time to hire recruitment

Managers in any organisation will want to make sure that their recruitment is as efficient as possible. That means they’ll hire the best people they can, as cost-effectively as possible. There are all kinds of ways to track how well-organised a company’s recruitment is, and in most cases it’s clear in which direction you would want this to go. For example, you would want placement success rate to be high, while cost should be kept low.

However one metric is misunderstood perhaps more than any other, and that is time-to-hire. Time-to-hire refers to the duration of a recruitment campaign, from the decision to start the campaign, through to the offer being accepted. The average time-to-hire in the UK is said to be around three or four weeks.

Some say time-to-hire doesn’t much matter. The cost of hiring and the quality of the final candidate are most important to a business’s bottom line, and so there’s a perspective that these are the only two metrics worth balancing. However good recruiters know that time has a bearing on both of these factors.

Here are some of the main advantages and disadvantages to a long TTH – no doubt you can think of a few more that apply in your industry:

Pro: A longer application deadline allows more people to apply

Con: The chance to build a larger candidate pool is not a good thing in itself – only if the candidates are high quality

Pro: Companies will be able to fit in more interviews, giving them more data with which to come to a decision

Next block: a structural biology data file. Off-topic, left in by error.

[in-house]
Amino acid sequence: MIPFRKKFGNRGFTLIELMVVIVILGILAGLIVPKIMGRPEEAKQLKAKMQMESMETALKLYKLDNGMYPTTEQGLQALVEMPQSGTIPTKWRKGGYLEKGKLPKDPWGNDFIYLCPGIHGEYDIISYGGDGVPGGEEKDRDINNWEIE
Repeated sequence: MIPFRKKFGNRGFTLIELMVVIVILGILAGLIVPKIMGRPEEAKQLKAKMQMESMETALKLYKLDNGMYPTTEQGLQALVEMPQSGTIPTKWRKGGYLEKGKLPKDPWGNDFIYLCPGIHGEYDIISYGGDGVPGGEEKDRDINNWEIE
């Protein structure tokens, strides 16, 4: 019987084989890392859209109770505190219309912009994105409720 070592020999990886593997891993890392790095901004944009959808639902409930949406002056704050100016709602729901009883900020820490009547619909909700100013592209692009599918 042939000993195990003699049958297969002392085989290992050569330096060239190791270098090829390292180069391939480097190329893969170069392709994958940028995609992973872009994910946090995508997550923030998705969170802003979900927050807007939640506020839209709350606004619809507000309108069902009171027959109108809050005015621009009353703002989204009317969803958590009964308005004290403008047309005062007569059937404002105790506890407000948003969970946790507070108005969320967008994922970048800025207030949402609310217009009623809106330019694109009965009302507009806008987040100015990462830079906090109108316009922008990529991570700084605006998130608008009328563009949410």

Con: Candidates may become frustrated at a drawn-out process and go elsewhere

Pro: A prolonged TTH is cheaper than running a second campaign, which will happen if a rushed campaign produces an unsuitable candidate

Con: Time is money, and it’s easy for managers to spend too much time on interviewing and scoring rather than on their core tasks

Pro: A longer process allows a company to adapt the role requirements in line with the applications received

Con: Adapting the role in this way is not always desirable. Many industries would rather remain focused on the role as originally described

Overall, a longer time-to-hire is fine if it results in a great candidate, but there are definite downsides to drawing out a months-long campaign just to settle with somebody who applied in the first week of the process. If you regularly take much more than a month to hire, it may be worth thinking about if you really know what kind of candidate you’re looking for. Without a clear picture of what kind of skillset or function the final employee will have, it’s unlikely that what they bring to the table will end up being worth the time, money or effort invested.

What’s your perspective on this ‘third metric’? Did we miss any pros or cons? Let us know in the comments!

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